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Underwater view looking up at a rock with starfish and soft corals


A Suite of Seabed Mining Bans Are Safeguarding Our Coastal Waters

Hawaii has become the most recent state to join the hot trend of banning seabed mining!

With this latest coastal victory, state waters throughout the entire West Coast and Hawaii, encompassing over 26,000 square miles of coastal ecosystems, are spared from the damaging extractive practice of seabed mining.

Many of you might have remembered our Ban Seabed Mining campaign from a few years ago. We worked with partners like Pew Charitable Trust and Twin Harbors Waterkeeper to raise awareness about this issue and succeeded in passing a bill that banned the practice in Washington’s state waters, which was signed into law on April 11, 2021. California quickly followed suit, banning it in 2022.

Seabed mining, the extraction of minerals from the ocean floor, poses a grave threat to marine life and coastal communities. The process involves dredging the seabed, which damages fragile ecosystems and habitats that are home to countless species. Furthermore, the release of sediment and chemicals during mining operations can have devastating consequences on water quality, marine biodiversity, and overall ecosystem health.

The decision to prohibit seabed mining signifies a proactive approach to environmental conservation. By enacting these bans, states are taking a stand against the irreversible damage that seabed mining can inflict on our oceans. It demonstrates a commitment to prioritizing the long-term health and resilience of marine ecosystems over short-term economic gains.

A graphic describing three types of seabed mining and the effects on different areas of the ocean and wildlife

The potential effects of mining-generated sediment plumes and noise on marine life. Organisms and plume impacts are not to scale. Image credit: Drazen, et al. (2020).

Moreover, these bans highlight the importance of community engagement and grassroots activism in driving positive change. Organizations like Surfrider have played a crucial role in raising awareness about the threats posed by seabed mining and advocating for protective measures. We see similar actions by organizations and indigenous groups across the globe as they organize to get ahead of a potentially devastating extractive industry before it gets off the ground.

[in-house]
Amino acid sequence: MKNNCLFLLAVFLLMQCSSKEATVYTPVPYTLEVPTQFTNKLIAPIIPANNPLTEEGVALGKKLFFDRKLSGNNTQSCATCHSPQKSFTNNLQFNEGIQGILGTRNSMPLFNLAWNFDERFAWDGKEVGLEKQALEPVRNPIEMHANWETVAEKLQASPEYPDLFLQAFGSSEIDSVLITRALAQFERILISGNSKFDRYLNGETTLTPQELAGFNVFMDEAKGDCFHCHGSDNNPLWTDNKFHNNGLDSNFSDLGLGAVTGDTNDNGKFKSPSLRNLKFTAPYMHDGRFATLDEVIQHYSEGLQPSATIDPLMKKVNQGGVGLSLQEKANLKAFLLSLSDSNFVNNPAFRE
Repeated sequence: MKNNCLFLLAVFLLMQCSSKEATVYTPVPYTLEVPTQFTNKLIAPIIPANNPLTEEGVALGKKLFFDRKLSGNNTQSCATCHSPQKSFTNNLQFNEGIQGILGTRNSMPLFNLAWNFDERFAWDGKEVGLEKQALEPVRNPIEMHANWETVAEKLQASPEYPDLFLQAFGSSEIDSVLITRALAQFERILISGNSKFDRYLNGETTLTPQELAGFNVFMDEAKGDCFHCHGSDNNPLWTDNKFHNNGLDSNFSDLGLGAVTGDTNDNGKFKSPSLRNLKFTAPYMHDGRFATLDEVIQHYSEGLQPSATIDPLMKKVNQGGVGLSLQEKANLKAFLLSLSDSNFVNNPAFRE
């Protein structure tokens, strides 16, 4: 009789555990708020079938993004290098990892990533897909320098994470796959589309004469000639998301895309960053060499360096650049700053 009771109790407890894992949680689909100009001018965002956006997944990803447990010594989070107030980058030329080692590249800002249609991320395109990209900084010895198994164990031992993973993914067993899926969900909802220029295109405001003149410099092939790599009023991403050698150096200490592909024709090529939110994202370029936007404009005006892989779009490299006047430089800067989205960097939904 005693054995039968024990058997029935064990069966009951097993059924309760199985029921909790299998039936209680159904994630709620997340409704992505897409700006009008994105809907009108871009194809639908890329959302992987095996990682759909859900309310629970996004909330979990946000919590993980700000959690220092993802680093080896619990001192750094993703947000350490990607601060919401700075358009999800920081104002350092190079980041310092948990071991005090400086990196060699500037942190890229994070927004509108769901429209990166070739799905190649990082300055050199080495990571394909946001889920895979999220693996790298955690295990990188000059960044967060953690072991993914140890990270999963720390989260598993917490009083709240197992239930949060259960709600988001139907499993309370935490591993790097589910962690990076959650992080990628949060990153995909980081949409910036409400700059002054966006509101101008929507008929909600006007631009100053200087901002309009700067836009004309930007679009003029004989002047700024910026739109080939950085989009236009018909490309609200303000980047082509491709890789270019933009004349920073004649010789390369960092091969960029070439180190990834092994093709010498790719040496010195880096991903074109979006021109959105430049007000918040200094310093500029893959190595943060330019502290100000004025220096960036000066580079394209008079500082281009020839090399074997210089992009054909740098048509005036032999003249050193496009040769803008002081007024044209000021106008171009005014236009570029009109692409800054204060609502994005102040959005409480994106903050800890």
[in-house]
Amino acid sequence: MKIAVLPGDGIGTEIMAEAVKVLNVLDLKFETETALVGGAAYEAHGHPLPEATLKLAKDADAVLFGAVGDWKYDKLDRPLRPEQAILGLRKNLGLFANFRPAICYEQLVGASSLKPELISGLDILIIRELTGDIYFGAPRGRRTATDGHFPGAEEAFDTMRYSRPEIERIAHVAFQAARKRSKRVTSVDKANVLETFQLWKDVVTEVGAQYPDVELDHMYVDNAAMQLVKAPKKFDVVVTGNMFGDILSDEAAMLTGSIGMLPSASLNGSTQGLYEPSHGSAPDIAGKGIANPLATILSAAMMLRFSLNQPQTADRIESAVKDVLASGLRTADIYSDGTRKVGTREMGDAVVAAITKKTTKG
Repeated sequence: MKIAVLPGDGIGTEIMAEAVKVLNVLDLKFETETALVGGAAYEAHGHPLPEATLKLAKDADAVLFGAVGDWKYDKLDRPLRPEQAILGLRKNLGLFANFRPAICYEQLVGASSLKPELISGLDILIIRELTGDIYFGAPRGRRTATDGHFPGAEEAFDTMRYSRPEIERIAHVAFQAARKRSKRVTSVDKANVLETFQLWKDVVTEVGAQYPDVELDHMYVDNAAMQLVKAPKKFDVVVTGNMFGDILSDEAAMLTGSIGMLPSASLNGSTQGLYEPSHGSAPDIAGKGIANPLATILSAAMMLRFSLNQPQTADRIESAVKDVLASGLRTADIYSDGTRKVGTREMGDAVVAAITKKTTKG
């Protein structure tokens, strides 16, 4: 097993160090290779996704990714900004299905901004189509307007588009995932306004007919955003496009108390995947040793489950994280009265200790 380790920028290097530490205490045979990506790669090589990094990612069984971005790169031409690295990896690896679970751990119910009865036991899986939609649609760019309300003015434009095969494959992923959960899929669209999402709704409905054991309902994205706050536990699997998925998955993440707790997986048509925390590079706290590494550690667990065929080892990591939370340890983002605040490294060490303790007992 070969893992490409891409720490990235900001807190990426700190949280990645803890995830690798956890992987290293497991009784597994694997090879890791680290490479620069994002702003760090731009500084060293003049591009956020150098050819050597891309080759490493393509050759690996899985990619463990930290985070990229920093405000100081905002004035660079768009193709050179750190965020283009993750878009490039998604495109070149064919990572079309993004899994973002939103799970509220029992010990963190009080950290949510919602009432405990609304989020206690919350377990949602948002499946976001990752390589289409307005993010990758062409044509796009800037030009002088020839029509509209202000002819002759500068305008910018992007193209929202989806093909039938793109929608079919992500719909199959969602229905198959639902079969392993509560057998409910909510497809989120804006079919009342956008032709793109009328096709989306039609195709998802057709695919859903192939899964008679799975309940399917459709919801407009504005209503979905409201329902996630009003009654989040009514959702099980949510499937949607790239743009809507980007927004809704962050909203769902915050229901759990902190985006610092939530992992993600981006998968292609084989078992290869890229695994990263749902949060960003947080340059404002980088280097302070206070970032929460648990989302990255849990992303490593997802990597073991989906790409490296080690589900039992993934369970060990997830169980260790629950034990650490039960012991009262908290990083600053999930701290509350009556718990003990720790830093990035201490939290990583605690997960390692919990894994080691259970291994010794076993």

State bans, while important, are just the tip of the iceberg, or the shiny chrome veneer if you will. The vast majority of deep sea minerals are far offshore. Some lie within our country’s Exclusive Economic Zone (EEZ), the 200 nautical mile buffer around countries that grant them sovereignty over the marine resources there. That is why Surfrider is advocating for the passage of the American Seabed Protection Act (H.R. 4537), which would prohibit mineral extraction on the deep seabed and outer continental shelf within our EEZ. Passing this bill would guarantee protections for all the critters (and economies) that rely on a healthy marine ecosystem, including most of our fisheries, as well as important migratory corridors for whales.

A humpback whale and her calf face to face just under the surface

The vast majority of the world’s deep sea minerals, however, are under the high seas (the seafloor area beneath international waters is creatively named The Area), and as such are governed by the International Seabed Authority (ISA). There are concerns that given how little we know of the deep sea, let alone how mining will impact it, current regulations aren’t enough to prevent serious and irreversible damage to these unique and valuable ecosystems. So we’re also supporting the International Seabed Protection Act (H.R. 4536), which would require the US to oppose international seabed mining efforts unless the ISA adopts a suitable regulatory framework that would guarantee protection for marine ecosystems and the communities who rely on them. The bill also mandates that federal agencies research the potential impacts of mining on marine species, coastal communities, and carbon cycling.

Mining the deep may very well be necessary to drive the green economy we're trying to build as many of the materials required for things like EV batteries are plentiful in the deep, and land-based mines are often devastating to people and planet (you can read more about the debate on whether mining the deep is necessary or not on my last blog post. For a deeper dive into cobalt mines, I recommend the book Cobalt Red, or check out this NPR article).

To learn more about these two bills, check out our Prevent Harmful Seabed Mining Campaign page. To take action, sign our federal action alert!